John Ayre's bird photographs are in my mind - art, capturing not only image but mood and ambivalence as well.
Incredibly, it seems to me, the photographer (John Ayre, of North Carolina) is able to bring out colors sharp and crisp in relatively low light. I find shooting subjects against a snow (white) background, particularly challenging. Alas lighting along with shades of such, are a key to how a photo works or doesn't work so well. Knowing how to work (and see) within the spectrums (of light) is a skill that can create or define moods as well as definition to a photo scene.
The looping trail in the snow trailing the turkey almost lends the photo to a 'story waiting to be told' (giving the photo extra character).
Snow gains so much dimension when 'summer time' objects are included in the get together. From opposite sides of the seasons they coalesce like friends from faraway lands getting together after a long absence. The photo of the deck chairs and table covered with snow seem to carry the voices and conversations from many summer interludes; just as those sounds carry off into space forever, perhaps they also settle about long after we conclude with them.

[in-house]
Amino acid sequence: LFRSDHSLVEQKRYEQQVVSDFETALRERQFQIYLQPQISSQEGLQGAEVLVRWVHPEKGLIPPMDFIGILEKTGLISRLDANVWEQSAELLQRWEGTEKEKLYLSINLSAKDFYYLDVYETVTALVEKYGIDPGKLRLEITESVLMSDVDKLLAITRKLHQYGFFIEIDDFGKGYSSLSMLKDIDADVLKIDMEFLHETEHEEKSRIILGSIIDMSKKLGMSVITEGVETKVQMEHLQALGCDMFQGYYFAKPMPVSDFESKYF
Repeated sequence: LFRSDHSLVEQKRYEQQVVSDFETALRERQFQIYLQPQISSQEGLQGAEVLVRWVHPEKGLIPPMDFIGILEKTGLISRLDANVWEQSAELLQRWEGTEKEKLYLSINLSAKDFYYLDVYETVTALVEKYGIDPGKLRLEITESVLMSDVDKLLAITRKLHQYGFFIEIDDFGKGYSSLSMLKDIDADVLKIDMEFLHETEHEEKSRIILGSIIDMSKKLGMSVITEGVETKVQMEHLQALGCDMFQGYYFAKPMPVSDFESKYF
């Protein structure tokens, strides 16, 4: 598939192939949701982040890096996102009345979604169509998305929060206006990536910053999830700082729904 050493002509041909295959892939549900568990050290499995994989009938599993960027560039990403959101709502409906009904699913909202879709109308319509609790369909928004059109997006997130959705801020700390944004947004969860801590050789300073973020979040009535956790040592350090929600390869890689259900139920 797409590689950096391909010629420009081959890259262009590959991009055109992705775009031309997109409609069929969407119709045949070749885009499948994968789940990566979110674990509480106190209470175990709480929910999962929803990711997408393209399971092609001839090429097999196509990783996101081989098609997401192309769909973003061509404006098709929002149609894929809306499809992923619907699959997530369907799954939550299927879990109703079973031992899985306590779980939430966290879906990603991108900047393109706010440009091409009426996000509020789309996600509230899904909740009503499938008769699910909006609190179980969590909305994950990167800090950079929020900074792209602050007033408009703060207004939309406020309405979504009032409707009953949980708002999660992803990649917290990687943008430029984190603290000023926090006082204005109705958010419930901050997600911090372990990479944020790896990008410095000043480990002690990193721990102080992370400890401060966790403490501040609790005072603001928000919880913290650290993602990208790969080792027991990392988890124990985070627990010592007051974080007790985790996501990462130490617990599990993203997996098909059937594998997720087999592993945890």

The image of the two birds sharing or feeding one another is a good example of moving beyond just a good image of a bird, into an emotional image. I think such images draw birds into our human sphere and make them that much more adoring to us. As we personify wildlife, we move closer to kinship with them.
Photos posted with permission from John Ayre of North Carolina.
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